Have you been upskilled lately? It's an odd idea. To say that you will upskill a person seems to figure the subject as a kind of upgradeable cyborg assistant, into which new programs may, at any time, be uploaded so as to improve its contribution to profit. We are thus invited to imagine a glorious ascent of a virtual ladder of "competencies", the better to forget that upskilling usually means demanding more work for the same pay.


Oh, right, the verticals. Yep, we need to "leverage" the "learnings" across all the verticals. I'm totally on board with that. Oh, we need to talk about "content strategy in a difficult vertical"? Sure, good idea! [Sotto voce] What the hell are verticals again?
According to Forbes, a vertical is: "A specific area of expertise. If you make project-management software for the manufacturing industry (as opposed to the retail industry), you might say: 'We serve the manufacturing vertical.' In so saying, you would make everyone around you flee the conversation."
In business, there is a distinction between horizontal and vertical organisation. Apple, for example, is sometimes thought of as a vertical company because it makes "the whole widget" – both hardware and software. Vertical integration can also be a matter of owning the factories that supply your components, and so forth. In consulting lingo, meanwhile, a vertical can just be a new industry that you want to move into, by setting up a separate business unit.
The upshot of all this is that vertical in ordinary office use can almost always be replaced with "market", which has the advantage of being a word that everyone understands, and the concomitant disadvantage (for the machiavellian jargon-wielder) that it won't serve to browbeat and intimidate workers.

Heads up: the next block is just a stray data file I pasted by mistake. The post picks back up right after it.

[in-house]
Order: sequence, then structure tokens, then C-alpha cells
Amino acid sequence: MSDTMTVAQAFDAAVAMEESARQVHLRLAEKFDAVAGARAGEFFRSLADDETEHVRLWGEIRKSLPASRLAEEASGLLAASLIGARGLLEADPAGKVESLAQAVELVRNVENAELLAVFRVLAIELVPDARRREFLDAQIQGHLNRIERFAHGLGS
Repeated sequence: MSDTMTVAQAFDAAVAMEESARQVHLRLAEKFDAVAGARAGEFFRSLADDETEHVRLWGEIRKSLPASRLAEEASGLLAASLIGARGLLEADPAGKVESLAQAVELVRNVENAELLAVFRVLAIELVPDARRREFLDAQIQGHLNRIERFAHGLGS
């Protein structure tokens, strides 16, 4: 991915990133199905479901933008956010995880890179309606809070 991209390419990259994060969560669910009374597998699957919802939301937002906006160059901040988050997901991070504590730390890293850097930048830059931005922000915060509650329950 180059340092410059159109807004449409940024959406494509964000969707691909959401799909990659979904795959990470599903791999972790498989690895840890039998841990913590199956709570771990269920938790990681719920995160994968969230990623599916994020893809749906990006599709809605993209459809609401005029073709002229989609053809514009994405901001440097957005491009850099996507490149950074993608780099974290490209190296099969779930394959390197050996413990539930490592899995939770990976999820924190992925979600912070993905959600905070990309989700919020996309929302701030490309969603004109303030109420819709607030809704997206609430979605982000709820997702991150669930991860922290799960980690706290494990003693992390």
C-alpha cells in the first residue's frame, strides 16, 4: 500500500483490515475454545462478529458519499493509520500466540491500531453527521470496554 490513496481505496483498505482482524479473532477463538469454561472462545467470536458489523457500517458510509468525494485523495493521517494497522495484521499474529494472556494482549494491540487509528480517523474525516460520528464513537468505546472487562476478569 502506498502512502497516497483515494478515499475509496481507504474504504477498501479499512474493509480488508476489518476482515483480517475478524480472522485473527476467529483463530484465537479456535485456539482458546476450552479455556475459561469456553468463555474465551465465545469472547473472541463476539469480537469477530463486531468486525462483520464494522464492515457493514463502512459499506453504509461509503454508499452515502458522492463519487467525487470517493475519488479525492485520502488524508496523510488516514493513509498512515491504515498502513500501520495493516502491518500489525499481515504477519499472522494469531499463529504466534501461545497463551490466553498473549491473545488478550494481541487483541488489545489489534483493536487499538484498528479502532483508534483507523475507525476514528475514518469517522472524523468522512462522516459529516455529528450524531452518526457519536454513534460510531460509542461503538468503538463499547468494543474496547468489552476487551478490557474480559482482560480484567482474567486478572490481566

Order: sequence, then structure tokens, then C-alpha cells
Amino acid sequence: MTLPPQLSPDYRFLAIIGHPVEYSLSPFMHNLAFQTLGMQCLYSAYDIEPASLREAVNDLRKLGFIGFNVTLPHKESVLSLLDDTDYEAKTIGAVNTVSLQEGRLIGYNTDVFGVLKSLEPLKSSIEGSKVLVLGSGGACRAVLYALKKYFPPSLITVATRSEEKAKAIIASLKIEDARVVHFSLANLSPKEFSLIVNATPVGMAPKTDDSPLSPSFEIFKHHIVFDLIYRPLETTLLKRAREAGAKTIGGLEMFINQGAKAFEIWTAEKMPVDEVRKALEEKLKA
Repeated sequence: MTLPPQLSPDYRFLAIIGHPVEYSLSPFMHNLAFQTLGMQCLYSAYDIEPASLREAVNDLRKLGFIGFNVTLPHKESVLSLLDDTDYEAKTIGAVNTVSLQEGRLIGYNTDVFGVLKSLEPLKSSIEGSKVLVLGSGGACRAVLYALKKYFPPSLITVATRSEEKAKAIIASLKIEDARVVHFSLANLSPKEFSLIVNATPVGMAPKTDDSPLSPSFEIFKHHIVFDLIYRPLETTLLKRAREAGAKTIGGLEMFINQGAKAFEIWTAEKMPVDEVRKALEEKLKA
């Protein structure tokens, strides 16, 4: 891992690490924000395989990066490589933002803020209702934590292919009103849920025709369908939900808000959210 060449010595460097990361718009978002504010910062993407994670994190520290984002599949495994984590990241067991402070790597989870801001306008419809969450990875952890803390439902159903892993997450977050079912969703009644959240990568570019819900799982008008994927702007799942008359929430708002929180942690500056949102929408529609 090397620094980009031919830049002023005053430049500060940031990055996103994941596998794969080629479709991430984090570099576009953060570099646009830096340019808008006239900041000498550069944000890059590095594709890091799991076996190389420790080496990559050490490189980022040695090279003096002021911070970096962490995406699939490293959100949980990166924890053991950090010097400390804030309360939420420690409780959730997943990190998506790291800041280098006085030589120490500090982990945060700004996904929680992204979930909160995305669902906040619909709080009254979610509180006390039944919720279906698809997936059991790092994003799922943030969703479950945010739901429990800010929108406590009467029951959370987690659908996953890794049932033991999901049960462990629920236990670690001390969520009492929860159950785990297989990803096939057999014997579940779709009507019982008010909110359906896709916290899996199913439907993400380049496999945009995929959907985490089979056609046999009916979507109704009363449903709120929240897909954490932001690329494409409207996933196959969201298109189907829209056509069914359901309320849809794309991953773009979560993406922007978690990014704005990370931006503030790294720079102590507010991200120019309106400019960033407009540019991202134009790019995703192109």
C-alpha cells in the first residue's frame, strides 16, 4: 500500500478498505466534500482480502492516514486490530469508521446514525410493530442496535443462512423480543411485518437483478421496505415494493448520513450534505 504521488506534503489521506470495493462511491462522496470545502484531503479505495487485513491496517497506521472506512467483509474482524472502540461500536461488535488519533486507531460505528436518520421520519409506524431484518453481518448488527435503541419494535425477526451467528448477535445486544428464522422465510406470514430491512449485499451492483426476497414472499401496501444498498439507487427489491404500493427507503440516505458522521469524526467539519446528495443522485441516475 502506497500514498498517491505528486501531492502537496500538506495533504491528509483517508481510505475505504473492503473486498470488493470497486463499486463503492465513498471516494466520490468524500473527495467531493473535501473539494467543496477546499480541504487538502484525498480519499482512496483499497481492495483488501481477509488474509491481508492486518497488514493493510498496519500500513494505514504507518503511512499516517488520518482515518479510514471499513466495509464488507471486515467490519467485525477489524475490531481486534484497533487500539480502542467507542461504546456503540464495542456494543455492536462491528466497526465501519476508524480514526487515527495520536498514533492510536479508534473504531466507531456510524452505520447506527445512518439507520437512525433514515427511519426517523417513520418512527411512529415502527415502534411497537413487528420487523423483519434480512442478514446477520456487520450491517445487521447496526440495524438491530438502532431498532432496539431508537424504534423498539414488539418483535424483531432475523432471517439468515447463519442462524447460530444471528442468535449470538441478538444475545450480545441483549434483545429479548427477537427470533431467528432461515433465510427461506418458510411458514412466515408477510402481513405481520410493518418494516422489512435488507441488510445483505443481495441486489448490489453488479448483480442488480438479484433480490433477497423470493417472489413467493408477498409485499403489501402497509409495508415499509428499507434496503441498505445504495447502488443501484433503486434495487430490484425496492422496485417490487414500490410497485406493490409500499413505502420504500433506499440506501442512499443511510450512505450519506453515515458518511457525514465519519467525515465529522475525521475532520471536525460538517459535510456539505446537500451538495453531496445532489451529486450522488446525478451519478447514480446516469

Oh, you know what else is vertical right now? My middle finger.


"We're going to have to workshop that issue." Really? Office types who use workshop as a verb probably imagine doing tough things with hammers and saws and vices in a sawdust-strewn shed, so picturing the frustrating immateriality of most modern work as something nostalgically physical and mechanical. But to workshop as a verb is actually a theatrical usage that dates from the 1970s; according to the OED, it means: "To present a workshop performance of (a dramatic work), esp. in order to explore aspects of the production before it is staged formally." So next time a boss suggests something needs workshopping, gird your loins for the solemn enactment of a brutal revenge tragedy.

X, theory

In the 1960s, the psychologist Douglas McGregor published The Human Side of Enterprise, which outlined two approaches to management. The first approach assumes that people hate working and crave security, and have to be forced with threats of punishment to do what you want. The second approach assumes that people like to make an effort, are better motivated by rewards and are naturally creative.